I think it's safe to say that Known Griefers, as you know and love it, wouldn't exist were it not for the influence of a select few websites. Chief among them being GamesRadar. Founded in 2005, GR quickly found its niche by producing incredibly funny and unique features, not only about games specifically, but also about the act of playing them. Through seemingly divine intervention, GR assembled a dream team of contributors, each with their own unique and hilarious voice. Sadly, things have taken a turn for the worse lately over at GamesRadar, and Future US as a whole.
I have always enjoyed writing, although once I left college I never really had an outlet to continue my writing beyond things like journals, which I'd always abandon. Reading the features on GR gave me incredible inspiration to continue writing, and to encourage me to always try to be a little funnier, a little more clever. I mean, when you have Paul Ryan writing hilarious content like Facts About the Ice World, my stupid-ass Facebook statuses just can't hold up.
|The GamesRadar crew, circa 2008|
Like I was saying, the sense of camaraderie that was apparent on those early episodes of TalkRadar is really what turned me into such a huge fan. I've always had a difficult time keeping in touch with people in my own personal life, so in a way I think the TDar crew became my friends, purely through my listening to their show. The hosts of TDar actively encouraged fan participation, and they were showered in fan art, phone calls, and promotional bumpers which they always talked about and thanked their fans for. This level of interaction was, and sadly still is, incredibly different than the way most other outlets handle their community. If you were to comment in an IGN article, you could almost always be assured it'd go unnoticed by the authors, swallowed up in a black hole of mindless mouth-breathers.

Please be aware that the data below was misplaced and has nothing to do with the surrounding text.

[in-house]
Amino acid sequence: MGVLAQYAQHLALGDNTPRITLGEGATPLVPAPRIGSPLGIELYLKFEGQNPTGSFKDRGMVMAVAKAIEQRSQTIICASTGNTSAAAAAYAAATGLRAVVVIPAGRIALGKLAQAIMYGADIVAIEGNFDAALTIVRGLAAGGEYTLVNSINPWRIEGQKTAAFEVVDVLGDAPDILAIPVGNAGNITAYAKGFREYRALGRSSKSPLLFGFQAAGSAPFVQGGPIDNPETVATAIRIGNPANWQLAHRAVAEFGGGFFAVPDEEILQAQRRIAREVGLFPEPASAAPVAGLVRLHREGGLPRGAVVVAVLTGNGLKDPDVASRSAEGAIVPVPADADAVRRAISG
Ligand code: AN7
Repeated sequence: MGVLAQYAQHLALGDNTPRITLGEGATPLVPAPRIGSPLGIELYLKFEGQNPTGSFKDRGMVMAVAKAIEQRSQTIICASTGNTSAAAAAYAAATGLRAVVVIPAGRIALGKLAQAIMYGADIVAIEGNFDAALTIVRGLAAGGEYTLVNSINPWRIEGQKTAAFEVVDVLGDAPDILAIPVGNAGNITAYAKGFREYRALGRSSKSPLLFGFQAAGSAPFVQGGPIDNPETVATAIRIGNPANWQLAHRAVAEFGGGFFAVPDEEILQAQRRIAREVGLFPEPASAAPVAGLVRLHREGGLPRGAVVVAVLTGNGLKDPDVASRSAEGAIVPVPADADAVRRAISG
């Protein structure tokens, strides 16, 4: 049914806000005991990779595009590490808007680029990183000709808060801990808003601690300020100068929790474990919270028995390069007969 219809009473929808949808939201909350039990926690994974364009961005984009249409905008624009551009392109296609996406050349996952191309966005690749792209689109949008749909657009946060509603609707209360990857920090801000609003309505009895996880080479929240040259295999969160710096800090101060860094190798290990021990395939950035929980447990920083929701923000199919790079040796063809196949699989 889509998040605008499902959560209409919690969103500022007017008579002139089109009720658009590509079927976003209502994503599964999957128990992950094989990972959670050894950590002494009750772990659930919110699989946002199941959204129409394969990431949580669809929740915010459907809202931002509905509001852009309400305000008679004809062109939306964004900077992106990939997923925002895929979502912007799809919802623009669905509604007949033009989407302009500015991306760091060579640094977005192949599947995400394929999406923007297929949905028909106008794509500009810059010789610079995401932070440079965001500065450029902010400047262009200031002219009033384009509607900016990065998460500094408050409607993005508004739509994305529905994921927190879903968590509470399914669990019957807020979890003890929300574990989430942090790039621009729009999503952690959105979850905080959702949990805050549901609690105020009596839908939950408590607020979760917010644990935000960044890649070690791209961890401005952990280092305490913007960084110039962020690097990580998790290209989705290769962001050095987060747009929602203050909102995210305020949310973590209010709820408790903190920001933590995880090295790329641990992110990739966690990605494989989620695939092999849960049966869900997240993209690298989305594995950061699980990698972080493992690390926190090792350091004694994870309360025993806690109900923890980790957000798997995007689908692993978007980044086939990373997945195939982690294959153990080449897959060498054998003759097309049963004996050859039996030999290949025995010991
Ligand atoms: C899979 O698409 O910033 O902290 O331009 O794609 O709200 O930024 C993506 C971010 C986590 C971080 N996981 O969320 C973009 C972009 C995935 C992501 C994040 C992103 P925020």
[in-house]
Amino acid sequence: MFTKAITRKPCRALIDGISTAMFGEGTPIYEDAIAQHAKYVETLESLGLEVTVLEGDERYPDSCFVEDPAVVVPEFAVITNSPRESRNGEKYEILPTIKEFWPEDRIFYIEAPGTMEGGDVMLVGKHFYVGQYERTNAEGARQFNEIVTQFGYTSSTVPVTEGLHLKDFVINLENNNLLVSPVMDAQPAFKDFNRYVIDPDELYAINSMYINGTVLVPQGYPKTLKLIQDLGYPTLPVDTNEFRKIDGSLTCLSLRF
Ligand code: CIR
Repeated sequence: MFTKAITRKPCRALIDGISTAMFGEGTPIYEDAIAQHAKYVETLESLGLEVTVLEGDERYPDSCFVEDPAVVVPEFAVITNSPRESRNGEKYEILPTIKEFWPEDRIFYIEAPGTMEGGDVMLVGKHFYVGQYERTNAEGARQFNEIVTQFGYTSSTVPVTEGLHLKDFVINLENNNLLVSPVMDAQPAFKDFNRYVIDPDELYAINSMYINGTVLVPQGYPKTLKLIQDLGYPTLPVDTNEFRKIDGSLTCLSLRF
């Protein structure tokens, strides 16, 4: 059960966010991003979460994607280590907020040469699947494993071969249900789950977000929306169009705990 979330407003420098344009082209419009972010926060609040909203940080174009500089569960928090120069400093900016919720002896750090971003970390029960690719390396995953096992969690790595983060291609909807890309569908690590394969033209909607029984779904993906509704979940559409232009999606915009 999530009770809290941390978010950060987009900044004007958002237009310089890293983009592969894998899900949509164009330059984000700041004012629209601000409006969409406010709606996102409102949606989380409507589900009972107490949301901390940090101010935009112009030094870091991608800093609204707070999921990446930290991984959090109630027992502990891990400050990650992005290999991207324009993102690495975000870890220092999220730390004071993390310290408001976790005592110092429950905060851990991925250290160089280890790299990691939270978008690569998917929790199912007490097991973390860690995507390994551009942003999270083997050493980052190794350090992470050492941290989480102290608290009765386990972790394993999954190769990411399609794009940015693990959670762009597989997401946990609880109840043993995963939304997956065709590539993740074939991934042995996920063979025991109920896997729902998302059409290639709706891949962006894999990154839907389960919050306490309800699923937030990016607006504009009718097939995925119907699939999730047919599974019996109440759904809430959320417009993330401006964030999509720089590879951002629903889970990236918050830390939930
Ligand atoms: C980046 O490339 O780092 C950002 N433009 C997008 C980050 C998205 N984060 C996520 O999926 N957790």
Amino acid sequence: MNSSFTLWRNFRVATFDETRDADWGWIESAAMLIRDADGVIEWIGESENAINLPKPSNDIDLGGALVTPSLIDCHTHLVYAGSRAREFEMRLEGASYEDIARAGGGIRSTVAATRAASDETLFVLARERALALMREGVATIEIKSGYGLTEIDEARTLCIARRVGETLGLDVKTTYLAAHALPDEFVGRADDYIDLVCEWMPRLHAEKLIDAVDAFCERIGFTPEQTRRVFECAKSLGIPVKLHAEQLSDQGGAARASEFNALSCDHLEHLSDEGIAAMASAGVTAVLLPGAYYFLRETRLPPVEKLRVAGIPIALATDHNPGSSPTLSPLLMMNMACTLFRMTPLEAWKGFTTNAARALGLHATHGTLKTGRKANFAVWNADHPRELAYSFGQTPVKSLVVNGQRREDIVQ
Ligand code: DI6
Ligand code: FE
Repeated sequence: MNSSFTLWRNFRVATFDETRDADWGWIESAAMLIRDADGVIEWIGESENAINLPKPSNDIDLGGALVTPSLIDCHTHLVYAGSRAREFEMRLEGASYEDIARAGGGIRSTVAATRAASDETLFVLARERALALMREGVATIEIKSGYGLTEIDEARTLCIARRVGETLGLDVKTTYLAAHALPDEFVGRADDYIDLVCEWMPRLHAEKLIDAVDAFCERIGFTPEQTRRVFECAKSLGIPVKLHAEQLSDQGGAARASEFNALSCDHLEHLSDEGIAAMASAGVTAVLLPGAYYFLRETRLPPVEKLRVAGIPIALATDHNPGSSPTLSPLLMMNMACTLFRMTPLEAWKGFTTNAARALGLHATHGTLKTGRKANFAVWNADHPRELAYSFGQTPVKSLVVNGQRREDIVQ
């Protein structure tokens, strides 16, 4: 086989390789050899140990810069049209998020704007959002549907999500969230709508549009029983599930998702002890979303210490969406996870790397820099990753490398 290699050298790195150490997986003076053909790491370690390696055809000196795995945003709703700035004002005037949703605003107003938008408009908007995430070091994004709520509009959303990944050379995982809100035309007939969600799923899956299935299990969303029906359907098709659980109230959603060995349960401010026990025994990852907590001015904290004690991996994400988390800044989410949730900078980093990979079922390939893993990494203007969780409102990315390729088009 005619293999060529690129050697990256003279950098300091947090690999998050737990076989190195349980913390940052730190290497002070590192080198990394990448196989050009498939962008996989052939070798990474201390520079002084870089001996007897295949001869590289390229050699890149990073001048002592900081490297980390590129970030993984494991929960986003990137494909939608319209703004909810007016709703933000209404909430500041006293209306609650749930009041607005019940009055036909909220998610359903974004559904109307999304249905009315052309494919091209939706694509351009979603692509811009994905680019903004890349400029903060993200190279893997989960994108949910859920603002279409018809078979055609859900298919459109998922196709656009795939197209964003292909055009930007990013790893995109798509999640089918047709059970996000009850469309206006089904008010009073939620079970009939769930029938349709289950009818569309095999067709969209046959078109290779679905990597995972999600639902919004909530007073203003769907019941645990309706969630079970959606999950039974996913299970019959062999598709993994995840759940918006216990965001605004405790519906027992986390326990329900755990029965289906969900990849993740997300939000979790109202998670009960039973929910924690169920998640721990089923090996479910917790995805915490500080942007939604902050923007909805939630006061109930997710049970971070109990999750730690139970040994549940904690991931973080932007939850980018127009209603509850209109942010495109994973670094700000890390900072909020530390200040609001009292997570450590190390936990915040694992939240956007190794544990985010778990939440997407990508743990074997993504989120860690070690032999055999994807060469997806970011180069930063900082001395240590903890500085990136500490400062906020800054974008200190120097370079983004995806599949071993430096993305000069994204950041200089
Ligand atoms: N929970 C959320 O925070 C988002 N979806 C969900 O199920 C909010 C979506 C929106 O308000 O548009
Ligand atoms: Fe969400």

Listening to the various GamesRadar staff on TDar only increased my level of interest in their text-based content. Hearing Brett Elston passionately talk about his article on colored game cartridges made me go seek it out, otherwise, I might have skipped right over it. The voices of each of the staff was easily heard in their articles, and after a while you could know who wrote any particular article without reading the byline. It was good fun to know that Chris Antista found pictures of Sonic riding things to be so dumb they needed their own article, and that Mikel Reparaz turned his knowledge of world history into Top 7s about Custer's Revenge.
|It's like a KGB Where's Waldo?!|
|A buncha nerds.|
I recently asked Jeff Gerstmann of Giant Bomb, himself no stranger to shakeups at corporate websites, how he felt about the layoffs:
Do you feel like Giant Bomb and Vox are a direct result of increasing corporate control over traditional gaming journalism? Will independent sites become the norm?
"What happened at Future has nothing to do with "increasing corporate control." They're a company that, for years, has been firmly entrenched in the shrinking print magazine market and an increasingly challenging ad market. It's incredibly unfortunate that jobs were lost, but not especially surprising that they'd need to make an adjustment like this."
He's right, of course. Future US still makes its money from advertising, and the majority of that advertising is from their magazines. As traditional print media continues its downward spiral, it's up to companies like Future to find out how to stay profitable in the digital space. It's a shame then, that they have continually allowed highly intelligent and talented people to leave GamesRadar in droves. GamesRadar is their one property that ISN'T print based, and yet it always seems to get the least amount of attention from the higher-ups.
|A classic TDar fan art from Batman5273, now of Front Towards Gamer.|
Special thanks to Batman5273 for use of his image, be sure to check out his work at FrontTowardsGamer.
Christopher Linendoll is pouring one out. He can be reached via Twitter, or found in the hummus section of your local grocery store.